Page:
Wednesday, November 6, 2013
It was 1950. My Explorer scouting buddy, Ted, was very athletic. He was working toward his “Bird Study” merit badge and asked if I would accompany him on a bird watching field trip. I agreed and we proceeded to one of many favored scouting venues in a beautiful wooded area in what is now Baton Rouge’s Tara subdivision.
Prior to its transformation into Tara this wooded area embraced a natural lake which was known as “Little Misery”. Sorry, but I don’t know the genesis of that name which certainly was NOT an apt label for such a beautiful lake because it was anything but “misery.” If anything it was “idyllic” and very Eden-like.
I think that Little Misery was the name of a cemetery, but I don’t think Tara was ever host to such an area. But I may be wrong.
Anyway on this particular field trip Ted and I spotted a mule grazing some 50 yards from where we stood. Ted said “I’m going to ride that mule” I said “Ted, you’re crazy. He’ll buck you into kingdom come.” Mules have a reputation for being stubborn and so did Ted. He too was stubborn and pledged to ride that mule. I said “Ted, you’ve seen bucking broncos and those guys use halters and reins and still they get thrown. What are you going to hold on to?” He said “I’ll grab him around the neck and hang on like hell.” I said “You’re crazy”, but Ted was determined.
So very slowly we made our way over to the mule which continued to graze. Ted said “Look, he’s not even scared of us.” I said “Even more reason to not do this.” My own apprehensiveness was growing by the minute. All I could think of was what would I do if Ted was seriously hurt. We were about a mile from any civilization. But Ted was undeterred. Slowly he approached the old mule. I kept a safe distance. He was now within 10 feet of him, then looked back at me and winked. I just shook my head and kept my distance. He then edged closer still until he was right next to him. Smiling, Ted again looked back at me. Then he gently patted the mule on the neck to gain his trust. This seemed to work. I began to breathe a little easier. Now he gingerly grasped the mule around the neck and pulled himself onto its back. The mule didn’t seem to mind and Ted punched the air victoriously. I breathed easier.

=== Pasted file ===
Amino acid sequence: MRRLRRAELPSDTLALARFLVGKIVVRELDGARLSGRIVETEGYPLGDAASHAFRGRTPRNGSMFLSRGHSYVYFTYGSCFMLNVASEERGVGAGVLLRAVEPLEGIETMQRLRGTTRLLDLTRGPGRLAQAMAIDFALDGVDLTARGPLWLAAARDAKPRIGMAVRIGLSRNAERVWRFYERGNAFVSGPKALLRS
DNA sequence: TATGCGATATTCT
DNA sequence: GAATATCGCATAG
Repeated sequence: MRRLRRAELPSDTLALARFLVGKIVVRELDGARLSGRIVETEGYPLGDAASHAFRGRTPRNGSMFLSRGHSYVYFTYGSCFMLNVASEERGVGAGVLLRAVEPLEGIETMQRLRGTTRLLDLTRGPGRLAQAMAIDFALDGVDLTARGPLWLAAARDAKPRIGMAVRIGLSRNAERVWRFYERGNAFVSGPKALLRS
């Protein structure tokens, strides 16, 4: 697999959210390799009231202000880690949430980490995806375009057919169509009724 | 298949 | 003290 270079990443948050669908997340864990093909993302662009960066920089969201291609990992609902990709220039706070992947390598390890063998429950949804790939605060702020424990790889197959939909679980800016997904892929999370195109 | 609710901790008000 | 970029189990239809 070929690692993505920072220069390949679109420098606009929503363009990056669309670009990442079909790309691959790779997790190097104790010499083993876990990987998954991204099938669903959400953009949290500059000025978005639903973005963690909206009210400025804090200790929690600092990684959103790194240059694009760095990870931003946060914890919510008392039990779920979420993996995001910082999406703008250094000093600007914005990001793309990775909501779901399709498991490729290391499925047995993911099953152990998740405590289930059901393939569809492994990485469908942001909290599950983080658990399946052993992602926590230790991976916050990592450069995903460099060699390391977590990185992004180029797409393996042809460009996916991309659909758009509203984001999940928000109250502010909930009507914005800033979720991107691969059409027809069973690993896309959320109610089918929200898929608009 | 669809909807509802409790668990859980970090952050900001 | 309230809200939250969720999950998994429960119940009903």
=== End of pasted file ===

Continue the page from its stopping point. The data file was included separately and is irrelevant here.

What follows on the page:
When I posted my “William Holden” story back in May of 2012, I was reminded of Ted’s little adventure. This is an excerpt from that post:
“On one particular day of the shoot, the scene for the day called for Richard Widmark to assemble his mounted agents atop a hill. At the base of the hill was a large pond. The mounted grisslies were told that their horses could not be permitted to drink any water because the scene that followed involved considerable running. One of the extras who had insisted that he could ride a horse (some wranglers and I had doubted his claim) was having some difficulty controlling his steed. The horse kept insisting on trotting downhill to the awaiting pond forcing Director Dmytryk to yell “Cut!.” On the 3rd take this extra’s horse began side-stepping down the hill, completely resisting his rider's efforts to restrain him. The horse got to the pond and was able to lap up several quarts of water. He and his rider were taken out of the scene. The horse was retained for future scenes; the rider was not.”
Back to our Ted story: Our mule began sidestepping toward the edge of the property which was enclosed with barbed wire. Ted said “Look, Jer, he’s taking me for a ride.” A ride indeed. When they got to the property line, the old mule pressed Ted against the barbed wire and began rubbing Ted’s leg back and forth against the wire. Ted yelled “SHIT” and managed to leap off of the mule. Ted was now on the ground rubbing his bleeding leg. His blue jeans were ripped open and he was in pain. I ran over to him while our mule slowly resumed its leisurely grazing. I refrained from the clichéd “I told you so” since Ted had graciously credited me with having been right.
I’ve heard that mules are smarter than horses. On that day I was convinced of it.